Could the Şule Çet murder-rape trial change the way Turkish courts tackle violence against women?

Could the Şule Çet murder-rape trial change the way Turkish courts tackle violence against women?

Photos of Şule Çet with the slogan “We won’t stay silent!” sit on a table in her family’s apartment in Istanbul, Turkey.

(Nick Ashdown)

The first hearing in a murder-rape case that has engrossed and enraged millions of people in Turkey was held on 6 February. Şule Çet, a 23-year-old university student fell to her death from the 20th floor of a plaza in the capital city Ankara in the early hours of 29 May 2018. After being initially dismissed as suicide, strong evidence soon emerged that Çet may have been raped and killed by her boss and his friend that night.

Aside from the gruesome details and alleged initial mishandling, the case has attracted attention for the arguments conjured by the defence, namely that Çet wasn’t a virgin and she shouldn’t have been out drinking with men at that hour. The arguments are all too common in Turkey, which has been plagued by numerous high-profile femicides, but what’s different with this case is that it now seems that society is no longer willing to put up with these victim-shaming arguments.

Before Şule Çet’s name started appearing in headlines all over Turkey, before she became a hashtag and symbol for women’s rights groups, she led a relatively normal life. She lived in Istanbul but used to love spending summers in her family’s village in the mountainous, rainy Giresun province on the Black Sea. Her family would make her favourite meals – pickled green beans and beetroot soup – and they’d pick hazelnuts together.

Şule’s childhood wasn’t easy. Her family wasn’t wealthy and her mother died of stomach cancer when Şule was just 13. But she was always a cheerful girl. A framed pencil etching of Şule in her family’s apartment in Istanbul’s inner city Sultangazi district shows a girl with shoulder-length flowing hair, smiling with her mum.

“That’s how she normally looked,” says Şule’s sister-in-law Songül, an affable 31-year-old homemaker who lives with Şule’s 64-year-old dad İsmail and brother Şenol, a security guard.

When Şule was older she decided to study textile design at Gazi University in Ankara, so that one day she’d be able to get a proper job and be financially independent. “She loved studying. She always wanted to stand on her own two feet,” İsmail tells Equal Times.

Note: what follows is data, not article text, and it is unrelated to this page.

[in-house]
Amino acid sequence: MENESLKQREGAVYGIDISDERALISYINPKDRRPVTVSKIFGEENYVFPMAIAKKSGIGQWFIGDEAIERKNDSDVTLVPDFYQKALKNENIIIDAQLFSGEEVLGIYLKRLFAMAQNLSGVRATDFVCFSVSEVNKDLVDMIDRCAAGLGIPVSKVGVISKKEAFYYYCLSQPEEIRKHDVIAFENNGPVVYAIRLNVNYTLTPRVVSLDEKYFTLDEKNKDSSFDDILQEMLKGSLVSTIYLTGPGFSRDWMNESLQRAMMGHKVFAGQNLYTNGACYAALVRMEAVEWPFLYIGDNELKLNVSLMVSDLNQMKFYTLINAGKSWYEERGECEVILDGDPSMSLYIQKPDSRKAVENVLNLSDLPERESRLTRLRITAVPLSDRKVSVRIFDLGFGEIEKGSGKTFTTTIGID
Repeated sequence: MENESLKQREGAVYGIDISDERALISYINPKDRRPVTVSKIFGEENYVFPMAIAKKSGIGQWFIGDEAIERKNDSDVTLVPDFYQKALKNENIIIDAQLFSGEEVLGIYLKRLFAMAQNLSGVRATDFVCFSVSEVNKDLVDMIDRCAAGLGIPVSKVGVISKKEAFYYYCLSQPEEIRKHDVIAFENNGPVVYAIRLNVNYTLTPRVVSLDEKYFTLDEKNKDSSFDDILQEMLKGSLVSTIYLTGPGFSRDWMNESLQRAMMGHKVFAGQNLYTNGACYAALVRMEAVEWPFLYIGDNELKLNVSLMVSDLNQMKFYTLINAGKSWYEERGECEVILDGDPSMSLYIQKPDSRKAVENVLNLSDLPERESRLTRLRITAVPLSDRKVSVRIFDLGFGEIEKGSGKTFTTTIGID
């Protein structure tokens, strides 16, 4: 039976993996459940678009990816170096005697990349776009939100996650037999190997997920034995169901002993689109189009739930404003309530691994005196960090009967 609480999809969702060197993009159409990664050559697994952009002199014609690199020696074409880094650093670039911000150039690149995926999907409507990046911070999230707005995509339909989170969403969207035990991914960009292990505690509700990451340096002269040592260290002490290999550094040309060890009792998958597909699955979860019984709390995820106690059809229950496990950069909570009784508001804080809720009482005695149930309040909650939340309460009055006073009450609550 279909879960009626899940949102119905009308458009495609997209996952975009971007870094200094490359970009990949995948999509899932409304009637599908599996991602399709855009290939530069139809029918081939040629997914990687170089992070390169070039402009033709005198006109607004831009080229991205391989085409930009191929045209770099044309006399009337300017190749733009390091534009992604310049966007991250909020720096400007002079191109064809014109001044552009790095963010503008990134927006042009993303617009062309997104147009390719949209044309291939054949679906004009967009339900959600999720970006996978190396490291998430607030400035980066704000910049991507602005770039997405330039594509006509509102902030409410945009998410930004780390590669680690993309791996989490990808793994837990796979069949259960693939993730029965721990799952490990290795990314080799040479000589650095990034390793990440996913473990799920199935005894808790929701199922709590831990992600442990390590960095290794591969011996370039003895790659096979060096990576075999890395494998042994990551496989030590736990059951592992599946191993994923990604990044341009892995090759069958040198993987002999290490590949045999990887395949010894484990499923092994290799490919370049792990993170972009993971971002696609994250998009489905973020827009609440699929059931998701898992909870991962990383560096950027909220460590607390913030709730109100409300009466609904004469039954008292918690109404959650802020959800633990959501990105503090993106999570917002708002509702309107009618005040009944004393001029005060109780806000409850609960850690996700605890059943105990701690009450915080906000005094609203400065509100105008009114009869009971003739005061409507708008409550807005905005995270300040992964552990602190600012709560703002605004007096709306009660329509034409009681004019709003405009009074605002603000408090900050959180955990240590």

After moving into a dorm in Ankara, Şule got her first taste of freedom. She got her first tattoos, died her hair blonde, and clashed with her family over whether or not she should wear a headscarf, according to a friend and university classmate, a 22-year-old woman who didn’t want to be identified. “Şule was so full of life, a real Pollyanna,” her friend in Ankara says.

Despite sometimes bickering with her family, Şule was completely devoted to them. “When her dad got sick she suspended her studies for a year and took care of him,” her friend says.

But Şule was also plagued by money problems, and had difficulty focusing on her studies. After moving into an apartment with three roommates, she sometimes couldn’t pay the rent. She got a part-time job as an assistant in an office, but the company, Std Kimya, had major problems. Its owners borrowed money from loan sharks, and one of the them ended up fleeing abroad. Many employees, Şule included, ended up getting laid off. To make matters worse, the company owed her money.

She told her boss, 34-year-old Çağatay Aksu, who she was friendly with, about her problems. He told her he’d try to help her solve them. “Şule told me she thought Çağatay liked her but she saw him as more of a brother. Neither she nor I ever thought things could get so dangerous and end this way,” says Şule’s friend in Ankara.

On the night of 28 May last year, Aksu invited Şule out to a restaurant for drinks, and later to his office with his 33-year-old friend Berk Akand. A few hours later, Şule’s broken body was lying outside the tower block.

From suicide to a murder investigation

Early on the morning of 29 May in Istanbul, Şule’s brother Şenol came home from his job with some workmates after receiving a phone call from a police officer in Ankara. İsmail and Songül were still sleeping when he got in. “I could tell something was wrong from Şenol’s colour,” İsmail says. “They told me I had to go to Ankara right away. That’s when I thought of Şule.”

They told him his daughter had died in an accident. İsmail and Şenol immediately got in the car and made the six-hour drive to Ankara. When they got there, there seems to have been confusion over whether to treat the death as a suicide or a ‘suspicious death.’ İsmail says the police told him it didn’t appear that Şule jumped, but the prosecutor opened the case as a suicide.

The Çets’ lawyer Umur Yıldırım says the prosecutor was incorrect in dismissing the case as a simple suicide, which meant the evidence and crime scene weren’t investigated thoroughly enough, nor were Aksu and Akand arrested.

Şule’s friends and family insist she’d never kill herself. “I realised something wasn’t right. Şule has a fear of heights and she wasn’t the type to commit suicide at all. She’d just moved into a new apartment, painted it two or three days before, and was buying new furniture,” Şule’s friend says. “She wanted to set up a life in Ankara and keep living here.”

Soon evidence emerged that seemed to contradict the suicide claim. Firstly, police found no fingerprints on the windows, possibly indicating that they’d been cleaned after the incident. According to security guards at the plaza and security camera footage, Aksu and Akand waited 18 minutes after Şule fell before they came down, and lied to one of the guards, saying Şule had left the building.